The other service mesh they looked at was Linkerd (back then known as Conduit). Its approach to simplicity, roadmap, and the various Slack discussions they had with the project maintainers gave them the confidence they needed to move forward with this project.
Linkerd: installed within an hour, in prod within a week
The Linkerd installation took less than an hour; the overall production setup was probably about a week. Some updates, including contributing to Linkerd’s certificate management feature, took a few additional weeks (more to that in a minute).
Overall, Connect really liked the entire experience with Linkerd. While they ran into a bit of trouble when starting to run Linkerd at scale, it mostly boiled down to required scale-up and -out of Linkerd components.
There were a few things that were on the Linkerd roadmap but not yet implemented. Certificate management was one of them. Certificates expire after a year and Connect had one year to address that. They decided to contribute to the Linkerd project to help develop that feature. Today, certificate rotation is fully automated. Applications using server-speaks-first protocols were another example, but that is now also supported since Linkerd 2.10.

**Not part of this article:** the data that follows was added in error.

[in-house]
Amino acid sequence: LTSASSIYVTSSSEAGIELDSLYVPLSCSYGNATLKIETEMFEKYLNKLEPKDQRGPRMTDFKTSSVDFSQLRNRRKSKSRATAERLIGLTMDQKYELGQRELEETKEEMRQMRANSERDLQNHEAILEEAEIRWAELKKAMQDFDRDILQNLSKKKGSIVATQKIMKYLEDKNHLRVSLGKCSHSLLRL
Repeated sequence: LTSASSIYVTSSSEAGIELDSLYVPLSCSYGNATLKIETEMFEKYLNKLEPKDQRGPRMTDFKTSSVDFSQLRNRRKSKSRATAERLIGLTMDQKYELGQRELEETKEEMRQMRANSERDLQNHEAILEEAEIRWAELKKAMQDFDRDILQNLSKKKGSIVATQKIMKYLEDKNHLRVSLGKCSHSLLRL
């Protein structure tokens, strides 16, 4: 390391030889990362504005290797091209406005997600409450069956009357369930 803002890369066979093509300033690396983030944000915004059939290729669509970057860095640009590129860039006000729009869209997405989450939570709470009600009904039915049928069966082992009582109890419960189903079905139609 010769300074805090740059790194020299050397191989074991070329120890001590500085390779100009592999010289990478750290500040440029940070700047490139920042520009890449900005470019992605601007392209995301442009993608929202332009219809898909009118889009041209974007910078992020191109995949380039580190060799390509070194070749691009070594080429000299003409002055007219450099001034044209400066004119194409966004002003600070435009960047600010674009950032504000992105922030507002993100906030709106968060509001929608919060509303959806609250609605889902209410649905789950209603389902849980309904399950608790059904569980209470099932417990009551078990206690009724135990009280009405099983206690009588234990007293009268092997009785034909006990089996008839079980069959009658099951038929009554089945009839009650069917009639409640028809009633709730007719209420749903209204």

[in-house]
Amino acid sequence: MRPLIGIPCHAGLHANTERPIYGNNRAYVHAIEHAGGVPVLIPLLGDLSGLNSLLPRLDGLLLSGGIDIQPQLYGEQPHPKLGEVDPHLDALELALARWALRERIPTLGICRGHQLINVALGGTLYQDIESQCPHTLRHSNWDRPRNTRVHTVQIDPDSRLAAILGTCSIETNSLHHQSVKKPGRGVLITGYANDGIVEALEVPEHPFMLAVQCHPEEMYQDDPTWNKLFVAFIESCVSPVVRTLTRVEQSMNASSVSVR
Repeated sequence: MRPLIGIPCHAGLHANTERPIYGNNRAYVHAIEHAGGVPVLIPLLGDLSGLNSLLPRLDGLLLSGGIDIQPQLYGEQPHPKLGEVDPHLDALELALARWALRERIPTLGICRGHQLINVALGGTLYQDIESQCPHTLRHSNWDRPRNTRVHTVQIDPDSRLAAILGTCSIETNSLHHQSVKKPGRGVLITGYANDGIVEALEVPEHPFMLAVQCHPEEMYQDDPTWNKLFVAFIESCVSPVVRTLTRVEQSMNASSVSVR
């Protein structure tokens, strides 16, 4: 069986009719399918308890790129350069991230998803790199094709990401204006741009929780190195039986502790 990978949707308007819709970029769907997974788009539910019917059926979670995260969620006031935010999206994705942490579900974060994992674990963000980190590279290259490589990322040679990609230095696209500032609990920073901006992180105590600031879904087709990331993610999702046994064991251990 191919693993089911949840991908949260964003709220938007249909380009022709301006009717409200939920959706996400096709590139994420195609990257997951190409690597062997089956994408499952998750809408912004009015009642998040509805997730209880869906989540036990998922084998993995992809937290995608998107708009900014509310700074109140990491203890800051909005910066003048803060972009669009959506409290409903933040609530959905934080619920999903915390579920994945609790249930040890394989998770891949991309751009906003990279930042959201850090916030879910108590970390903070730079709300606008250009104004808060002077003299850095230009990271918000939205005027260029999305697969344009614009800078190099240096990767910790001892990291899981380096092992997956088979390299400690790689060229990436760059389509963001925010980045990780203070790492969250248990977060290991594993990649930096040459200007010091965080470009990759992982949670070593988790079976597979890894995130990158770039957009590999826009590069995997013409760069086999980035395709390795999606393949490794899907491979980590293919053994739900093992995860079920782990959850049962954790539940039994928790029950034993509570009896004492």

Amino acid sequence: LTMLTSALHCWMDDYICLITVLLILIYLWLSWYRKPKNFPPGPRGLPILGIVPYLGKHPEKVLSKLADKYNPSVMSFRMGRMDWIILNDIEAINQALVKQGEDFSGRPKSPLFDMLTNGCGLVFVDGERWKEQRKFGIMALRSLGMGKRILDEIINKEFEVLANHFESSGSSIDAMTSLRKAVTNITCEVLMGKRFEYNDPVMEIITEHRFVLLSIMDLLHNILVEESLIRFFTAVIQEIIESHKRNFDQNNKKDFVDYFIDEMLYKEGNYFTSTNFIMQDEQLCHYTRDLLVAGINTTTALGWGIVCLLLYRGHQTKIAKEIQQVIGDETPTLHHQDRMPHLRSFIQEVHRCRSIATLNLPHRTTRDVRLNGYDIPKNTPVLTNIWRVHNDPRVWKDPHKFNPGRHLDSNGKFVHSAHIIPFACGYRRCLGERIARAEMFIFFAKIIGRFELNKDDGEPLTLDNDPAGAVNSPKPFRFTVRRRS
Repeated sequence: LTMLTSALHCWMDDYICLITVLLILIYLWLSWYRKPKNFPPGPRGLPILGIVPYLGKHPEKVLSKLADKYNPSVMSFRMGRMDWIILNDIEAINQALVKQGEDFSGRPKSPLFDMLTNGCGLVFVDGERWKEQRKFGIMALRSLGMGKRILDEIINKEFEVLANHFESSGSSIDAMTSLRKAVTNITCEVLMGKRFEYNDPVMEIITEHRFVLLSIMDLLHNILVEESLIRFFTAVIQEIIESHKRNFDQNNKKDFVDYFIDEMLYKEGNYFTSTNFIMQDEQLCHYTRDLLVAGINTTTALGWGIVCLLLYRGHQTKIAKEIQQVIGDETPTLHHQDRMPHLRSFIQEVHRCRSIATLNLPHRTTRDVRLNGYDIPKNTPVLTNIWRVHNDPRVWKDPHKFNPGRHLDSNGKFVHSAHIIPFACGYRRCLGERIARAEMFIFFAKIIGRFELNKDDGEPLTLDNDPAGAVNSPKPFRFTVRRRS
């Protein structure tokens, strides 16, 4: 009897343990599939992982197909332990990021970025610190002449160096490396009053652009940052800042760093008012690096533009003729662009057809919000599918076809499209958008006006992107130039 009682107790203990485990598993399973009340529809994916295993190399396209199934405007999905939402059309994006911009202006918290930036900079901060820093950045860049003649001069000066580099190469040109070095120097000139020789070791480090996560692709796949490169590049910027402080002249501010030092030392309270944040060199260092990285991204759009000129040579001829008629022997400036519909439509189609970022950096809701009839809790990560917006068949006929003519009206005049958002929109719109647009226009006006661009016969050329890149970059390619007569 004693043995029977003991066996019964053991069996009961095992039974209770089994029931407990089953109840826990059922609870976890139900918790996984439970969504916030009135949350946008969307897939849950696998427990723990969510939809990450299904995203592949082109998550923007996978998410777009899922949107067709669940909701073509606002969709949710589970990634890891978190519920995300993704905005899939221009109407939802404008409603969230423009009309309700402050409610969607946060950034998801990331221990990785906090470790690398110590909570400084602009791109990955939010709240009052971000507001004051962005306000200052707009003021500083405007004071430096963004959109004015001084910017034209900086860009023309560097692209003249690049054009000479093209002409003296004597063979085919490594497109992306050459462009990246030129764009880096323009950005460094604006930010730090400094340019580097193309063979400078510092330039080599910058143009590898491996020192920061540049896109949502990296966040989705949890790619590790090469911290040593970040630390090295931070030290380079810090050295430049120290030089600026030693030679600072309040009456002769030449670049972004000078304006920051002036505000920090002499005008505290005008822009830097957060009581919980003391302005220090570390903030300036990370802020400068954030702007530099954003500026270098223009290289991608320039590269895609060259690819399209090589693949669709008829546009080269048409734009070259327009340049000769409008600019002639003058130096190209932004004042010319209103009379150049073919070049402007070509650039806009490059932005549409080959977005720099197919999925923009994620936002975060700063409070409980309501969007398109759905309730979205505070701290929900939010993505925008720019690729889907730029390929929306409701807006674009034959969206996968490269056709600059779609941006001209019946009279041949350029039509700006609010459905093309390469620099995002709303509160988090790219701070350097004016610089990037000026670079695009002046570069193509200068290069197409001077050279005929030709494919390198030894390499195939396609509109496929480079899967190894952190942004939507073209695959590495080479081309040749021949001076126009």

End-to-end encryption with minimal impact on developer productivity
Connect was able to implement mTLS across all services at scale while minimizing the impact on developer productivity. The entire process was fairly quick and allowed them to meet their initial critical deadline to go live with their new platform. Without Linkerd, they wouldn’t have been able to achieve that.
Additionally, Linkerd’s four golden signal metrics are particularly useful for uniform and generic platform-level debugging and service health observability. These metrics provide them with immediate insights when migrating workloads to Kubernetes. The cloud team gets all these insights without having to dig too deep into application specifics — a big time-saver for the team and a great way to get started into cloud native application management for new developments.
They have also implemented canary deployments through Linkerd and Flagger and can now deliver features faster and with a lot more confidence.